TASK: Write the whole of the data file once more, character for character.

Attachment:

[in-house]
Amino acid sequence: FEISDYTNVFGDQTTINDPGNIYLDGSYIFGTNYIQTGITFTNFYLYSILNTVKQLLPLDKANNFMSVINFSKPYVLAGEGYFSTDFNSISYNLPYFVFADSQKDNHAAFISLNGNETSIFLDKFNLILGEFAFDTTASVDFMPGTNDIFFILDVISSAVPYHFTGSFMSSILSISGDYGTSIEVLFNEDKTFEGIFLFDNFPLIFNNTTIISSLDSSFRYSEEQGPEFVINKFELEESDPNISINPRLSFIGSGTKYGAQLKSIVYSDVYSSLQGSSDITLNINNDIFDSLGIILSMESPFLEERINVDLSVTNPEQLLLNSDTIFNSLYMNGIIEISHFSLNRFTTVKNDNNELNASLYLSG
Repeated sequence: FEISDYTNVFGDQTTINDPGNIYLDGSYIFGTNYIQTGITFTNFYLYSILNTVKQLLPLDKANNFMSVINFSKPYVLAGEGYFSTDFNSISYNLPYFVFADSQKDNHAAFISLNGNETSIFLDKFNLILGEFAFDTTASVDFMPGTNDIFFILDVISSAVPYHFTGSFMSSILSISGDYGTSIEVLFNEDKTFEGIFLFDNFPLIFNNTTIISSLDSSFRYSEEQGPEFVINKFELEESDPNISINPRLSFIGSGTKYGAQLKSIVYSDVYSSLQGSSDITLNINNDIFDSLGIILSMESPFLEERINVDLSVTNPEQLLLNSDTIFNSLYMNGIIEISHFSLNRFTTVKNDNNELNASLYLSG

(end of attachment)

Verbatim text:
[in-house]
Amino acid sequence: FEISDYTNVFGDQTTINDPGNIYLDGSYIFGTNYIQTGITFTNFYLYSILNTVKQLLPLDKANNFMSVINFSKPYVLAGEGYFSTDFNSISYNLPYFVFADSQKDNHAAFISLNGNETSIFLDKFNLILGEFAFDTTASVDFMPGTNDIFFILDVISSAVPYHFTGSFMSSILSISGDYGTSIEVLFNEDKTFEGIFLFDNFPLIFNNTTIISSLDSSFRYSEEQGPEFVINKFELEESDPNISINPRLSFIGSGTKYGAQLKSIVYSDVYSSLQGSSDITLNINNDIFDSLGIILSMESPFLEERINVDLSVTNPEQLLLNSDTIFNSLYMNGIIEISHFSLNRFTTVKNDNNELNASLYLSG
Repeated sequence: FEISDYTNVFGDQTTINDPGNIYLDGSYIFGTNYIQTGITFTNFYLYSILNTVKQLLPLDKANNFMSVINFSKPYVLAGEGYFSTDFNSISYNLPYFVFADSQKDNHAAFISLNGNETSIFLDKFNLILGEFAFDTTASVDFMPGTNDIFFILDVISSAVPYHFTGSFMSSILSISGDYGTSIEVLFNEDKTFEGIFLFDNFPLIFNNTTIISSLDSSFRYSEEQGPEFVINKFELEESDPNISINPRLSFIGSGTKYGAQLKSIVYSDVYSSLQGSSDITLNINNDIFDSLGIILSMESPFLEERINVDLSVTNPEQLLLNSDTIFNSLYMNGIIEISHFSLNRFTTVKNDNNELNASLYLSG